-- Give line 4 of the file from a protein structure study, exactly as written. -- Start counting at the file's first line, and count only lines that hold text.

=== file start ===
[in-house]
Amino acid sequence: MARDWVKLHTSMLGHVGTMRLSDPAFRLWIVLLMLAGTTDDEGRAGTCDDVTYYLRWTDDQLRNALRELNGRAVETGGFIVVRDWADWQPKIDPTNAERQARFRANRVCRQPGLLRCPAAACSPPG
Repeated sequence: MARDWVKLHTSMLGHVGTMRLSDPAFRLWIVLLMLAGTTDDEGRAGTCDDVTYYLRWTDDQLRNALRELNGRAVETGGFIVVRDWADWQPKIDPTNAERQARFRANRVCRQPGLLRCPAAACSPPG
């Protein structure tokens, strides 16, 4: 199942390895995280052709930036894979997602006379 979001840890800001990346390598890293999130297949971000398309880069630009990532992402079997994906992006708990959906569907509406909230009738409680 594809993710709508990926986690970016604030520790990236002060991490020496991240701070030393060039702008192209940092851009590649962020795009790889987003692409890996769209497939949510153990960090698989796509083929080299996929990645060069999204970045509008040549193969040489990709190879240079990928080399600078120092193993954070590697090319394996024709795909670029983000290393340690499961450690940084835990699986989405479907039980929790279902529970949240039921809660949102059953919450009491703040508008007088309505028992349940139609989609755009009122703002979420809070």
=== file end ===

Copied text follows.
């Protein structure tokens, strides 16, 4: 199942390895995280052709930036894979997602006379 979001840890800001990346390598890293999130297949971000398309880069630009990532992402079997994906992006708990959906569907509406909230009738409680 594809993710709508990926986690970016604030520790990236002060991490020496991240701070030393060039702008192209940092851009590649962020795009790889987003692409890996769209497939949510153990960090698989796509083929080299996929990645060069999204970045509008040549193969040489990709190879240079990928080399600078120092193993954070590697090319394996024709795909670029983000290393340690499961450690940084835990699986989405479907039980929790279902529970949240039921809660949102059953919450009491703040508008007088309505028992349940139609989609755009009122703002979420809070």